Mother pleads guilty to aggravated murder in death of 4-year-old daughter
CINCINNATI (FOX19) - A Cincinnati mother pleaded guilty to aggravated murder on Monday for killing her 4-year-old daughter.
Britney Mayes, 27, has been held in lieu of $2 million bond at the Hamilton County jail since her Aug. 10, 2016 arrest. She was indicted on one count of aggravated murder, two counts of murder and one count of endangering children.
In court on Monday, Judge Robert Ruehlman dismissed the two counts of murder and one count of endangering children.
Aggravated murder carries a term of life in prison with no possibility for parole for 20 years.
With her time served, Mayes will be eligible for parole in 16.5 years.
Cincinnati police homicide investigators took Mayes into custody after the Hamilton County Coroner’s Office determined her daughter, Avery Hobbs, died from blunt force trauma to the head and ruled it a homicide.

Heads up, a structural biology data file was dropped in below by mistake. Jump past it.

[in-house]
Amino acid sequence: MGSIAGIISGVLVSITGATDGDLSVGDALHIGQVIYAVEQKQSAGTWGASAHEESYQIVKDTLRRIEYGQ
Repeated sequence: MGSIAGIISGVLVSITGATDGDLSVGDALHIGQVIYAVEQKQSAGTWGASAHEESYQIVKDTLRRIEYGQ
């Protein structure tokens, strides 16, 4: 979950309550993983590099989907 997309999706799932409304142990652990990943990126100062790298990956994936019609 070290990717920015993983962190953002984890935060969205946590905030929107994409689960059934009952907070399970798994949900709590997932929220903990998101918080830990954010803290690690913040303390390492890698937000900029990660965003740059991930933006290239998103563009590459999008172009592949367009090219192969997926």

Avery was found unresponsive in the bathtub of her mother’s Beech Avenue home in West Price Hill when police and fire crews responded July 29, 2016.
The little girl was taken to Cincinnati Children’s Hospital, where she died on August 1.
Her mother was convicted of attempted child endangering in 2012 and sentenced to six months in prison for head trauma injuries to Avery.
While in court, Judge Ruehlman asked how she was able to get the child back after that incident.
“After a parent fractures a kid’s skull and goes to prison, should they have anything to do with that child again?” Ruehlman posed.
Mayes regained custody of her daughter from Avery’s grandparents following a heated juvenile court battle.
“She was abused when she was with her mother," Avery’s grandmother Tammy Risen said. “We could’ve kept her safe. It’s unjust that Avery had to live through that.”
Mayes apologized in court and offered this explanation: “Just that it really wasn’t what it seemed. I really did love my daughter. I love all my kids. I’m sorry.”
“You’re the one that killed your daughter," Ruehlman replied. “You did it."
After court, Avery’s grandmother continued her push for justice.
“She had a lot of people that loved her, that would’ve done anything to protect her," Risen said. “She told on her mother, everything that her mother did, and nobody would listen.”
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